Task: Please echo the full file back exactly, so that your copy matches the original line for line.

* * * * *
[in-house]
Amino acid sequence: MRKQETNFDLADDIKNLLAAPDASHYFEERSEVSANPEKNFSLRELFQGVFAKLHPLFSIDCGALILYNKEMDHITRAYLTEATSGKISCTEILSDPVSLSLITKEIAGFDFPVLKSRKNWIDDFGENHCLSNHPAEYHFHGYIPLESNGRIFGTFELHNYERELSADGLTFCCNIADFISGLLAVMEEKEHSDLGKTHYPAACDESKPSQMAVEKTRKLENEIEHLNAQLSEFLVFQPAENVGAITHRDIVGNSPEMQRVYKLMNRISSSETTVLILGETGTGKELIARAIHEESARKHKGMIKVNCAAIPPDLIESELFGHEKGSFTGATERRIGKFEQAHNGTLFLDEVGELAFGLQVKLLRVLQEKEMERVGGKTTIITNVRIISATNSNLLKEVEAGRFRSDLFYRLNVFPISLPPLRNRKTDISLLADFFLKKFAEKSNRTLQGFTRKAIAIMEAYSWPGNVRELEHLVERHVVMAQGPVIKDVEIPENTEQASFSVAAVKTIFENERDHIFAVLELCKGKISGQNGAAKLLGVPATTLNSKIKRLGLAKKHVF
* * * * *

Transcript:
[in-house]
Amino acid sequence: MRKQETNFDLADDIKNLLAAPDASHYFEERSEVSANPEKNFSLRELFQGVFAKLHPLFSIDCGALILYNKEMDHITRAYLTEATSGKISCTEILSDPVSLSLITKEIAGFDFPVLKSRKNWIDDFGENHCLSNHPAEYHFHGYIPLESNGRIFGTFELHNYERELSADGLTFCCNIADFISGLLAVMEEKEHSDLGKTHYPAACDESKPSQMAVEKTRKLENEIEHLNAQLSEFLVFQPAENVGAITHRDIVGNSPEMQRVYKLMNRISSSETTVLILGETGTGKELIARAIHEESARKHKGMIKVNCAAIPPDLIESELFGHEKGSFTGATERRIGKFEQAHNGTLFLDEVGELAFGLQVKLLRVLQEKEMERVGGKTTIITNVRIISATNSNLLKEVEAGRFRSDLFYRLNVFPISLPPLRNRKTDISLLADFFLKKFAEKSNRTLQGFTRKAIAIMEAYSWPGNVRELEHLVERHVVMAQGPVIKDVEIPENTEQASFSVAAVKTIFENERDHIFAVLELCKGKISGQNGAAKLLGVPATTLNSKIKRLGLAKKHVF